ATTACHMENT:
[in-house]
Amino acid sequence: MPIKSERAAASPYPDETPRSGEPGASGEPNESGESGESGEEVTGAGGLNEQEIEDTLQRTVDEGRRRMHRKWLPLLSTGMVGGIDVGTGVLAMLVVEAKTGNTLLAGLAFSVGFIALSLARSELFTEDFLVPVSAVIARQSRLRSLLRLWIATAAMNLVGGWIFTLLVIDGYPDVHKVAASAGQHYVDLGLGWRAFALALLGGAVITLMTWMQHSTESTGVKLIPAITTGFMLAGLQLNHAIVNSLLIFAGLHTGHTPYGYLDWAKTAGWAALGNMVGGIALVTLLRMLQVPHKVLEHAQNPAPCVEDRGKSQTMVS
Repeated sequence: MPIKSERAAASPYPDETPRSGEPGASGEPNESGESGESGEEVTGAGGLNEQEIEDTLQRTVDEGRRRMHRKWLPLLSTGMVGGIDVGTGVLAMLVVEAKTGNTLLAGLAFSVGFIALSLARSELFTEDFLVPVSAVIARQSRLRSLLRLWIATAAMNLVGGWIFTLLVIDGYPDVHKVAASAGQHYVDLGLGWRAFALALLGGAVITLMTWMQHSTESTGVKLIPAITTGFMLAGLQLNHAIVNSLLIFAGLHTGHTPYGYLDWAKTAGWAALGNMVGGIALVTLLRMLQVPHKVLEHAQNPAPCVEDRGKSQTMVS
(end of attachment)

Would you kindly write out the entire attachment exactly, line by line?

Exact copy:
[in-house]
Amino acid sequence: MPIKSERAAASPYPDETPRSGEPGASGEPNESGESGESGEEVTGAGGLNEQEIEDTLQRTVDEGRRRMHRKWLPLLSTGMVGGIDVGTGVLAMLVVEAKTGNTLLAGLAFSVGFIALSLARSELFTEDFLVPVSAVIARQSRLRSLLRLWIATAAMNLVGGWIFTLLVIDGYPDVHKVAASAGQHYVDLGLGWRAFALALLGGAVITLMTWMQHSTESTGVKLIPAITTGFMLAGLQLNHAIVNSLLIFAGLHTGHTPYGYLDWAKTAGWAALGNMVGGIALVTLLRMLQVPHKVLEHAQNPAPCVEDRGKSQTMVS
Repeated sequence: MPIKSERAAASPYPDETPRSGEPGASGEPNESGESGESGEEVTGAGGLNEQEIEDTLQRTVDEGRRRMHRKWLPLLSTGMVGGIDVGTGVLAMLVVEAKTGNTLLAGLAFSVGFIALSLARSELFTEDFLVPVSAVIARQSRLRSLLRLWIATAAMNLVGGWIFTLLVIDGYPDVHKVAASAGQHYVDLGLGWRAFALALLGGAVITLMTWMQHSTESTGVKLIPAITTGFMLAGLQLNHAIVNSLLIFAGLHTGHTPYGYLDWAKTAGWAALGNMVGGIALVTLLRMLQVPHKVLEHAQNPAPCVEDRGKSQTMVS